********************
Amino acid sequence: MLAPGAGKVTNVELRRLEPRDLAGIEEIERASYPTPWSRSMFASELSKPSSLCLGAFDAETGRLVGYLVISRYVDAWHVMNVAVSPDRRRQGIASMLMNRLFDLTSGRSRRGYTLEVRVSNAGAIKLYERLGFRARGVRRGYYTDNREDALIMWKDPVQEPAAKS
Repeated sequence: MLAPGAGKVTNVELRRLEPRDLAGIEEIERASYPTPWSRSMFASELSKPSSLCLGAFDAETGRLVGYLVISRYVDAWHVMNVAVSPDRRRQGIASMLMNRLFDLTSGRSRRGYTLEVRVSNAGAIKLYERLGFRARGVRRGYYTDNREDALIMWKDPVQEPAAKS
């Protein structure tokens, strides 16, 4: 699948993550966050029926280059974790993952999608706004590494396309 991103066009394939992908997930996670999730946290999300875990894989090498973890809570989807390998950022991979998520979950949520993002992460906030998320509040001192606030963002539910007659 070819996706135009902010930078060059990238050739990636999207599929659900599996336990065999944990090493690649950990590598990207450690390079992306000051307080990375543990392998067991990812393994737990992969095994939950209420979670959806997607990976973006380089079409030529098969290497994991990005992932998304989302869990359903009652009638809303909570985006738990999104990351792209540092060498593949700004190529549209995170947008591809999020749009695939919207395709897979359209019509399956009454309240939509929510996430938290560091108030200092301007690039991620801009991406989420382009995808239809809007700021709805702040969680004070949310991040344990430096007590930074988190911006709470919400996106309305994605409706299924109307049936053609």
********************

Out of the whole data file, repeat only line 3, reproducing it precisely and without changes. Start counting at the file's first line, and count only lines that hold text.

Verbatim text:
């Protein structure tokens, strides 16, 4: 699948993550966050029926280059974790993952999608706004590494396309 991103066009394939992908997930996670999730946290999300875990894989090498973890809570989807390998950022991979998520979950949520993002992460906030998320509040001192606030963002539910007659 070819996706135009902010930078060059990238050739990636999207599929659900599996336990065999944990090493690649950990590598990207450690390079992306000051307080990375543990392998067991990812393994737990992969095994939950209420979670959806997607990976973006380089079409030529098969290497994991990005992932998304989302869990359903009652009638809303909570985006738990999104990351792209540092060498593949700004190529549209995170947008591809999020749009695939919207395709897979359209019509399956009454309240939509929510996430938290560091108030200092301007690039991620801009991406989420382009995808239809809007700021709805702040969680004070949310991040344990430096007590930074988190911006709470919400996106309305994605409706299924109307049936053609």